Dr. Andersen specializes in performing the Minimally Invasive Parathyroidectomy for the surgical treatment of primary hyperparathyroidism. Dr. Andersen has performed hundreds of parathyroid surgeries over the course of more than 20 years, and has a cure rate in primary hyperparathyroidism of 97%. Regardless of where in the United States you have your surgery, parathyroid operations either focus on a single abnormal parathyroid gland detected by radiology, or they involve exploring all four parathyroid glands. Dr. Andersen performs both types of operation using the same 1 to 1.5 inch cosmetic incision. Nearly all patients can go home the same day as their operation. Dr. Andersen approaches each patient as an individual. The recommended surgical plan is based on a comprehensive evaluation including blood testing, the latest imaging technologies, and, most importantly, a face to face consultation with the patient.
The parathyroid glands are located in the neck, near or attached to the back side of the thyroid gland. Most people have four parathyroid glands, two on each side. Normal parathyroid glands are very small, averaging about one half the size of a pea. Parathyroid glands may be located in unusual positions, and in some cases can be challenging to find.
The body wants to maintain a normal level of calcium, which is involved in the function of our nerves, muscles, and almost every other system. The normal function of the parathyroid glands is to release parathyroid hormone when the calcium level in the blood is too low. Parathyroid hormone causes calcium to be released from the bones into the blood, which raises the blood calcium level back to normal.
Primary hyperparathyroidism occurs when one or more parathyroid gland becomes enlarged and hyperactive. About 80-90% of cases involve just one parathyroid gland. 10-20% of cases involve 2, 3, or all 4 parathyroid glands. The cause is unknown. Enlarged, hyperactive parathyroid glands inappropriately release too much parathyroid hormone. This causes the blood calcium to be too high – a condition called hypercalcemia. Hypercalcemia is sometimes asymptomatic, but patients with primary hyperparathyroidism often have one or more symptoms including: severe fatigue, trouble concentrating, forgetfulness, depression, excessive aches and pains, and abdominal discomfort. Primary hyperparathyroidism can also cause complications, such as kidney stones or osteoporosis.
Surgery represents the only cure for primary hyperparathyroidism, and is recommended for most patients. Surgery involves identifying and removing the abnormal parathyroid gland or glands, while preserving the normal parathyroid glands. The parathyroid function and calcium level will return to normal by the next day. Symptoms usually improve within days. In some cases, especially if the patient is asymptomatic, a “watch-and-wait” approach, rather than surgery, may be appropriate.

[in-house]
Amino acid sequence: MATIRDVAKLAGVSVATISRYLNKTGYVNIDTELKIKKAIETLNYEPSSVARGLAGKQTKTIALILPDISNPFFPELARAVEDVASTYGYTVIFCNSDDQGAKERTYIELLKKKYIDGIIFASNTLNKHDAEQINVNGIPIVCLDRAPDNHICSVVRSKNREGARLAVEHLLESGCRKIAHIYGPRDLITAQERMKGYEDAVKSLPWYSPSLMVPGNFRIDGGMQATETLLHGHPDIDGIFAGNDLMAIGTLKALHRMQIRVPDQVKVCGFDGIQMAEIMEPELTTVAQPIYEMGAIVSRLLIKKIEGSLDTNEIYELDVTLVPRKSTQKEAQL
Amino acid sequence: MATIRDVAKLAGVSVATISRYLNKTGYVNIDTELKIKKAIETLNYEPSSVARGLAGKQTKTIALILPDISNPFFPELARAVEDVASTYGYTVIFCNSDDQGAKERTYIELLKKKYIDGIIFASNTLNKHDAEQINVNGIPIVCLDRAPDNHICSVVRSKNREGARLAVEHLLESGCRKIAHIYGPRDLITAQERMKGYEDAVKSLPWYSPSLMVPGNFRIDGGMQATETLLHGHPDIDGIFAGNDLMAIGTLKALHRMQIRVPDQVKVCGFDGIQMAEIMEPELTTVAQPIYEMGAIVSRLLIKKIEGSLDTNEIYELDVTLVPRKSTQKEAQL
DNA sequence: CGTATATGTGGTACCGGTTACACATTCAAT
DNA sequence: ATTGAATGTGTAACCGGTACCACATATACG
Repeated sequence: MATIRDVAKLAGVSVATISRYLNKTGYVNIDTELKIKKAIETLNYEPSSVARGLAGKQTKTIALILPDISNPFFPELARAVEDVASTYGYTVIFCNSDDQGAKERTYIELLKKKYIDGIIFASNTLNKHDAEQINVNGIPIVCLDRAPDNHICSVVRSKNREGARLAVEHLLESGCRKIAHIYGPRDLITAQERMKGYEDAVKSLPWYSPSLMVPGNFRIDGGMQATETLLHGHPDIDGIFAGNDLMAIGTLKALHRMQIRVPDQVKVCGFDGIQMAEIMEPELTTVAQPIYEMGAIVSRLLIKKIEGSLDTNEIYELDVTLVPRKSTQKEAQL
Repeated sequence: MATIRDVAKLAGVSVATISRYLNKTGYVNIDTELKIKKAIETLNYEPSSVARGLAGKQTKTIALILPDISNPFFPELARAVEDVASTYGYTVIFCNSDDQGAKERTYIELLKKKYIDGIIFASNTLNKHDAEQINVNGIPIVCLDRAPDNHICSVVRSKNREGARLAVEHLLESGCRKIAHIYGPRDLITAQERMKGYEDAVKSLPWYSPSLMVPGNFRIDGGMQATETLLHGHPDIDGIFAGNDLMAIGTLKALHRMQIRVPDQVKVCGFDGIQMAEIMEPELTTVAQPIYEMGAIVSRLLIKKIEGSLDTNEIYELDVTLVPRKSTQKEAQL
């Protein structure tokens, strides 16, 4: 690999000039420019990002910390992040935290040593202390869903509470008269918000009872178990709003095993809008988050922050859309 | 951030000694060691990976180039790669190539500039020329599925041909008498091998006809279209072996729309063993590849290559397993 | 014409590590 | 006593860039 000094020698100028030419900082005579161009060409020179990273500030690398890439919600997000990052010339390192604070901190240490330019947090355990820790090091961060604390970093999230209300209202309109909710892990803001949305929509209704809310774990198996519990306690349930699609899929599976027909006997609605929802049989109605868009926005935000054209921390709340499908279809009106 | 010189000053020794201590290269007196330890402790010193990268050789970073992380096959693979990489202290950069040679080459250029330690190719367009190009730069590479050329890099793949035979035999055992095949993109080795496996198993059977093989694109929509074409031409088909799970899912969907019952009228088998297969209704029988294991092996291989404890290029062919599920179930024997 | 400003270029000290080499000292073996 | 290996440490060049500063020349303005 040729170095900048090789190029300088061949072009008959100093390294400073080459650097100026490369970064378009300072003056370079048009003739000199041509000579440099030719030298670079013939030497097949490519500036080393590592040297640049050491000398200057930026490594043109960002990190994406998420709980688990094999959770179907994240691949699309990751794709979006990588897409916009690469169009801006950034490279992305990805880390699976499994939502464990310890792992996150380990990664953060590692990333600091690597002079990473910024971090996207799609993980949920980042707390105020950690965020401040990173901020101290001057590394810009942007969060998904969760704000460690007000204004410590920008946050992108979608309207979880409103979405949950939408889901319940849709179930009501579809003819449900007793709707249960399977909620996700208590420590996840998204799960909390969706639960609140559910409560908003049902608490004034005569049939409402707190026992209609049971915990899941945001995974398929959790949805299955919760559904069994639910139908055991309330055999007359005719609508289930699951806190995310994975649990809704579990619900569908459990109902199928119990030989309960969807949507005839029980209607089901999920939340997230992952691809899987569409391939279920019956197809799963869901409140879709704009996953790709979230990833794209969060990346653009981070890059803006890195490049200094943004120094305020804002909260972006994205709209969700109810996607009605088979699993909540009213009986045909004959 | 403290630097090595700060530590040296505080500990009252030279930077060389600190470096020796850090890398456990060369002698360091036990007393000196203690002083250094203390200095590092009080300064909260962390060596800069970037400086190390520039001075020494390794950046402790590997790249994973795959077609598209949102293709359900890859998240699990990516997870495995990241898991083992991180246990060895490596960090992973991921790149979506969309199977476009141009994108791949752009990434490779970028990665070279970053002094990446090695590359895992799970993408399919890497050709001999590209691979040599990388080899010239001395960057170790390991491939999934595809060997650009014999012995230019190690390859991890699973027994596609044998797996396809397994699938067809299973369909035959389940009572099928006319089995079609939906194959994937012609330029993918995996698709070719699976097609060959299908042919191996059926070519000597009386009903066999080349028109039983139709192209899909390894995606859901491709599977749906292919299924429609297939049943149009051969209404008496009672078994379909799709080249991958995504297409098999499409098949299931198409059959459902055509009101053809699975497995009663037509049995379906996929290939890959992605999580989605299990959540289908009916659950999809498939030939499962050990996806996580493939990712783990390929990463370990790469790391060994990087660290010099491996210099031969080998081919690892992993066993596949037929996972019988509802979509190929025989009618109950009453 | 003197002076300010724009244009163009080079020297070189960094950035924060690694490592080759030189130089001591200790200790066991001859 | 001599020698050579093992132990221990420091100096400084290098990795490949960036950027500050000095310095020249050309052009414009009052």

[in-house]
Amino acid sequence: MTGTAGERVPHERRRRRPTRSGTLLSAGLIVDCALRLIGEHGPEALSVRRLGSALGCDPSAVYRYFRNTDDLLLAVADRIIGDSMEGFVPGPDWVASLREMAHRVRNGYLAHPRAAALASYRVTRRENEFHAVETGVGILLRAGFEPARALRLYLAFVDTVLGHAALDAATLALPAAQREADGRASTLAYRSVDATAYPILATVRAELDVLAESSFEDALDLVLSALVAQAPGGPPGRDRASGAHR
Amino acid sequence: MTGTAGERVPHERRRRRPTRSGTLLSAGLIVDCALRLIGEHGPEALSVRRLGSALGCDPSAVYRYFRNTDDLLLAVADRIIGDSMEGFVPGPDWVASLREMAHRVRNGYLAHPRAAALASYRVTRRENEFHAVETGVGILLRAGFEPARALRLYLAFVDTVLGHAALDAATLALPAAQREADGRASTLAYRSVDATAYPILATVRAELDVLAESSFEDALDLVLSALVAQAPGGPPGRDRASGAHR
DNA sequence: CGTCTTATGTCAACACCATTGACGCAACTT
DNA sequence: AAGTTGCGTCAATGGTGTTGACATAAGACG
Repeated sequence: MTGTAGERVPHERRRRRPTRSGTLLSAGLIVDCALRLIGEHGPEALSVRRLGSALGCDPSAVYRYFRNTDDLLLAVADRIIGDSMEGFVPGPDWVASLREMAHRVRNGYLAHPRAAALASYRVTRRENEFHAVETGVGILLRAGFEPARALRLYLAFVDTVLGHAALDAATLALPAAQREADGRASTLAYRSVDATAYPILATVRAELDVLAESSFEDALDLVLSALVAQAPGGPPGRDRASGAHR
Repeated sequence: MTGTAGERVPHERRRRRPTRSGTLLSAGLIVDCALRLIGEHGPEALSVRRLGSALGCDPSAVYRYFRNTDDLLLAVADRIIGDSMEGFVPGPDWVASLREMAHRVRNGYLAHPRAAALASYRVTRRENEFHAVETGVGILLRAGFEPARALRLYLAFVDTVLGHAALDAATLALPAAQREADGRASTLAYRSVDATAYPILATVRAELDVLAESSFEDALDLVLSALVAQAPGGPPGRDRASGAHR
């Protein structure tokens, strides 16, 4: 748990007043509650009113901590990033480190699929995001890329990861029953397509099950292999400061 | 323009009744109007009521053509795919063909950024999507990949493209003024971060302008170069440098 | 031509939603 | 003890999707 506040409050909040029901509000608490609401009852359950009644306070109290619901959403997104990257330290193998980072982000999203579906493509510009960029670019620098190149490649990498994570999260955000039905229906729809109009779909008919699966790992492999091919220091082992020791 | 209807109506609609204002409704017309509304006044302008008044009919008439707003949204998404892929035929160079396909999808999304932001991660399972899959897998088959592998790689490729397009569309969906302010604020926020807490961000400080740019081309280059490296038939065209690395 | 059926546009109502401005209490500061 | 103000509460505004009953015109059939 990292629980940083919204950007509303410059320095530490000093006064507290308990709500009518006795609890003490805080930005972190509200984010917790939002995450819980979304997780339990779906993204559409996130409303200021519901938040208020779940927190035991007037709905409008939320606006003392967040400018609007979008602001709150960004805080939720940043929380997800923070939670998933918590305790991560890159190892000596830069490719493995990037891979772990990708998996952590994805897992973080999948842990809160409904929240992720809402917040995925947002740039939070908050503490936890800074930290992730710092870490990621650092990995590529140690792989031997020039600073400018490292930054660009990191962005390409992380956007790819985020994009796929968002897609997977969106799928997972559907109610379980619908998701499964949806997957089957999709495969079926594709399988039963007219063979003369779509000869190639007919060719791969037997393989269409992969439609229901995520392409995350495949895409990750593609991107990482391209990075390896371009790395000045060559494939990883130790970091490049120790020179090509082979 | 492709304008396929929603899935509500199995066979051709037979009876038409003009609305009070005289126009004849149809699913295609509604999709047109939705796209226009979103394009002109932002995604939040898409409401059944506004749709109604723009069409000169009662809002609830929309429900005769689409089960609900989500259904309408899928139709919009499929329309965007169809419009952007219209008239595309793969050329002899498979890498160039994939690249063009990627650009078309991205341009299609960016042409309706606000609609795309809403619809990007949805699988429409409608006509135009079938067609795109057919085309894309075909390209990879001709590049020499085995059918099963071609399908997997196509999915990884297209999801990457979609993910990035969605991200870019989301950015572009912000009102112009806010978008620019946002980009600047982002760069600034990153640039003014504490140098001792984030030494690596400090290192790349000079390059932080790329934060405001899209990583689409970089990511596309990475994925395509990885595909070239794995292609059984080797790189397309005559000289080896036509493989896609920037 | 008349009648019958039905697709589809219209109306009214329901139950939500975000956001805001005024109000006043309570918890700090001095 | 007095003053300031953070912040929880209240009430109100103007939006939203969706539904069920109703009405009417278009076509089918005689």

The thyroid gland is a butterfly-shaped organ located in the base of your neck. The thyroid gland is about 2-inches long and lies in front of your throat below the prominence of thyroid cartilage sometimes called the Adam’s apple on men. The thyroid has two sides called lobes. The two lobes are connected across the middle by a strip of thyroid tissue known as the isthmus.
The thyroid constantly releases a steady amount of hormones into your bloodstream that control your body’s metabolism or the way your body uses energy. The thyroid’s hormones regulate vital body functions, including breathing, heart rate, central and peripheral nervous systems, body weight, muscle strength, menstrual cycles, body temperature, and cholesterol levels. Routine wellness visits to your primary care physician are important as typical blood tests done at these visits could reveal an issue with your thyroid.
Hyperthyroidism is a disorder that occurs when the thyroid gland makes more thyroid hormone than the body needs. Hyperthyroidism is usually first treated with medicine. Surgery is sometimes used for a long term cure.
Hypothyroidism is a disorder where the thyroid does not produce enough thyroid hormone. Hypothyroidism is treated with medicine, not surgery.
A Thyroid Nodule is a lump or abnormal growth on the thyroid gland. Most nodules are benign, but they can be thyroid cancer. It is sometimes safe to leave a thyroid nodule in place. Other times, surgery to remove the nodule is recommended.
A Multinodular Goiter is the abnormal enlargement of the thyroid gland with multiple lumps together. Sometimes these goiters make too much hormone and cause hyperthyroidism. They can also sometimes cause pressure symptoms because of their size. Multinodular goiters are often treated with surgery if they are causing problems.
Grave’s Disease, also known as diffuse toxic goiter, is an autoimmune disease of the thyroid tissue that causes enlargement of the thyroid and hyperthyroidism. Grave’s disease can be treated with either medicine or surgery.
Thyroid lobectomy – Complete removal of one lobe of the thyroid.
Total thyroidectomy – Complete removal of the thyroid gland.
Partial lobectomy – Partial removal of one lobe of the thyroid.
Lymph node dissections – removal of lymph nodes in the neck, sometimes needed in thyroid cancer.
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